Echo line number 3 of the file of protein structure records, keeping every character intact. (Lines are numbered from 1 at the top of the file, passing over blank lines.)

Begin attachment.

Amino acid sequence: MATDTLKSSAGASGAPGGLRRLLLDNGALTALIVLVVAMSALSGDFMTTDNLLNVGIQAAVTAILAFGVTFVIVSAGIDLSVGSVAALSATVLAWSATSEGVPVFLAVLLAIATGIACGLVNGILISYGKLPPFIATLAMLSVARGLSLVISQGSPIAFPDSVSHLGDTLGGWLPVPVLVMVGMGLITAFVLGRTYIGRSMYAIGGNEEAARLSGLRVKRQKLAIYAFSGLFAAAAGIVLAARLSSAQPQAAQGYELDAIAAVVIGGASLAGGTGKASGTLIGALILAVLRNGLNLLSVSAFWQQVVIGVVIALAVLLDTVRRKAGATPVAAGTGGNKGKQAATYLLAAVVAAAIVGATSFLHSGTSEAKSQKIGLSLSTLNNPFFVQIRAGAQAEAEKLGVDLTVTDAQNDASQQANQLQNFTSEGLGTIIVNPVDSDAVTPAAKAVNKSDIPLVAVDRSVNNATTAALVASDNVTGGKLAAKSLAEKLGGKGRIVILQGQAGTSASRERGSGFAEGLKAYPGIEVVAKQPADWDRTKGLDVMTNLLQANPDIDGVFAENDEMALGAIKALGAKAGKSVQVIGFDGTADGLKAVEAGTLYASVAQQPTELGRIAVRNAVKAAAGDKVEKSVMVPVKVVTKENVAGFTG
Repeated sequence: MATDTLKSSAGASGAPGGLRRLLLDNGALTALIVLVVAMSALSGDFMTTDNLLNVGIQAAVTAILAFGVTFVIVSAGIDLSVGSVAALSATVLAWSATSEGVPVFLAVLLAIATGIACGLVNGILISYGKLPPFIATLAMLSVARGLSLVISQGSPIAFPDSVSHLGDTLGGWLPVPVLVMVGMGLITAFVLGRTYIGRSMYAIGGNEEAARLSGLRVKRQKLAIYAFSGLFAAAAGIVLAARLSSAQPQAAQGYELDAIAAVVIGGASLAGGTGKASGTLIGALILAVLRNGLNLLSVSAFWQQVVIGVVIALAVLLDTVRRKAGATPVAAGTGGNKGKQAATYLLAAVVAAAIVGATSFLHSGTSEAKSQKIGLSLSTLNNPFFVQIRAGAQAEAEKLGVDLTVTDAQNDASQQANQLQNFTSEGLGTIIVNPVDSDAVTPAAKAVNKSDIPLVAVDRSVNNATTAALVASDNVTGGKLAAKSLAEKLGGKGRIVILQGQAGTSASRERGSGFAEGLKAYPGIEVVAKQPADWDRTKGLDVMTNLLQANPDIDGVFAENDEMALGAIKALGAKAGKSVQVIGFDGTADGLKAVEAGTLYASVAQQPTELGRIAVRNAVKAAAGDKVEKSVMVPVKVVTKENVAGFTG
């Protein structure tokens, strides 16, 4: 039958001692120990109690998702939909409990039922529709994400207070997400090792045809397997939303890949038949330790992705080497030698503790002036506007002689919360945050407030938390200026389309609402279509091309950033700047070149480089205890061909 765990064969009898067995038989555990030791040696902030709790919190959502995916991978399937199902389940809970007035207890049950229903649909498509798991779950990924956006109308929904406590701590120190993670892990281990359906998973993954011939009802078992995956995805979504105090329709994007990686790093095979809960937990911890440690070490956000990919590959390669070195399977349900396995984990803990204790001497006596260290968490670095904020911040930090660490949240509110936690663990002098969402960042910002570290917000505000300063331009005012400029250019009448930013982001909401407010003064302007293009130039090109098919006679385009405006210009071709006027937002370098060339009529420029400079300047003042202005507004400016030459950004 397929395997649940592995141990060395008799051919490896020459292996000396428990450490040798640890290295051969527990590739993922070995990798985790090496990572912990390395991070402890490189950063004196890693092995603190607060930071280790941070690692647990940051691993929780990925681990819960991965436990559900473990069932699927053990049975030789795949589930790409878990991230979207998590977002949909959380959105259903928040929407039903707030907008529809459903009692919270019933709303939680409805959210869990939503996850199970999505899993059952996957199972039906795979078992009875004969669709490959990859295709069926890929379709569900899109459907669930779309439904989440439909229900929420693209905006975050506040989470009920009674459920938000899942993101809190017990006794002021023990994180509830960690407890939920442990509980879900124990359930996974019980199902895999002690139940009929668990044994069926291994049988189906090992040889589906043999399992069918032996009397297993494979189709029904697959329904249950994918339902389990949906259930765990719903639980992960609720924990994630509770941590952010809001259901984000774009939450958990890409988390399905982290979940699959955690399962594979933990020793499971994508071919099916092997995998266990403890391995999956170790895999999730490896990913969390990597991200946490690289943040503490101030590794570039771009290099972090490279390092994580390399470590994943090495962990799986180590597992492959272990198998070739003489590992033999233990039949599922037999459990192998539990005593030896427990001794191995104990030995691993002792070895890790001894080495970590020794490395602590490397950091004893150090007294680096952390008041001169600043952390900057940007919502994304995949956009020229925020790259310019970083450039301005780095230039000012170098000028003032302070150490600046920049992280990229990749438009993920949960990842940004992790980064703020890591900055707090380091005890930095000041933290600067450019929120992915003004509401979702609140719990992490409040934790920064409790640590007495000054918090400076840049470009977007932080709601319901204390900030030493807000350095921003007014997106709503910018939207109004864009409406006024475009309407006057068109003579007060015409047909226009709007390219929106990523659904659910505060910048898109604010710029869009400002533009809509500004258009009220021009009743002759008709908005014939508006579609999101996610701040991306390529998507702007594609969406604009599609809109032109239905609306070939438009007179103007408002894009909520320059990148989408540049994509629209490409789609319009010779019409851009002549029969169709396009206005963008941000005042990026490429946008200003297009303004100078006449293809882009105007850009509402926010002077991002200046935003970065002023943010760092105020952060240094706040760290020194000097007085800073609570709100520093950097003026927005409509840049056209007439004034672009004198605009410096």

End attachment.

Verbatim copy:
């Protein structure tokens, strides 16, 4: 039958001692120990109690998702939909409990039922529709994400207070997400090792045809397997939303890949038949330790992705080497030698503790002036506007002689919360945050407030938390200026389309609402279509091309950033700047070149480089205890061909 765990064969009898067995038989555990030791040696902030709790919190959502995916991978399937199902389940809970007035207890049950229903649909498509798991779950990924956006109308929904406590701590120190993670892990281990359906998973993954011939009802078992995956995805979504105090329709994007990686790093095979809960937990911890440690070490956000990919590959390669070195399977349900396995984990803990204790001497006596260290968490670095904020911040930090660490949240509110936690663990002098969402960042910002570290917000505000300063331009005012400029250019009448930013982001909401407010003064302007293009130039090109098919006679385009405006210009071709006027937002370098060339009529420029400079300047003042202005507004400016030459950004 397929395997649940592995141990060395008799051919490896020459292996000396428990450490040798640890290295051969527990590739993922070995990798985790090496990572912990390395991070402890490189950063004196890693092995603190607060930071280790941070690692647990940051691993929780990925681990819960991965436990559900473990069932699927053990049975030789795949589930790409878990991230979207998590977002949909959380959105259903928040929407039903707030907008529809459903009692919270019933709303939680409805959210869990939503996850199970999505899993059952996957199972039906795979078992009875004969669709490959990859295709069926890929379709569900899109459907669930779309439904989440439909229900929420693209905006975050506040989470009920009674459920938000899942993101809190017990006794002021023990994180509830960690407890939920442990509980879900124990359930996974019980199902895999002690139940009929668990044994069926291994049988189906090992040889589906043999399992069918032996009397297993494979189709029904697959329904249950994918339902389990949906259930765990719903639980992960609720924990994630509770941590952010809001259901984000774009939450958990890409988390399905982290979940699959955690399962594979933990020793499971994508071919099916092997995998266990403890391995999956170790895999999730490896990913969390990597991200946490690289943040503490101030590794570039771009290099972090490279390092994580390399470590994943090495962990799986180590597992492959272990198998070739003489590992033999233990039949599922037999459990192998539990005593030896427990001794191995104990030995691993002792070895890790001894080495970590020794490395602590490397950091004893150090007294680096952390008041001169600043952390900057940007919502994304995949956009020229925020790259310019970083450039301005780095230039000012170098000028003032302070150490600046920049992280990229990749438009993920949960990842940004992790980064703020890591900055707090380091005890930095000041933290600067450019929120992915003004509401979702609140719990992490409040934790920064409790640590007495000054918090400076840049470009977007932080709601319901204390900030030493807000350095921003007014997106709503910018939207109004864009409406006024475009309407006057068109003579007060015409047909226009709007390219929106990523659904659910505060910048898109604010710029869009400002533009809509500004258009009220021009009743002759008709908005014939508006579609999101996610701040991306390529998507702007594609969406604009599609809109032109239905609306070939438009007179103007408002894009909520320059990148989408540049994509629209490409789609319009010779019409851009002549029969169709396009206005963008941000005042990026490429946008200003297009303004100078006449293809882009105007850009509402926010002077991002200046935003970065002023943010760092105020952060240094706040760290020194000097007085800073609570709100520093950097003026927005409509840049056209007439004034672009004198605009410096």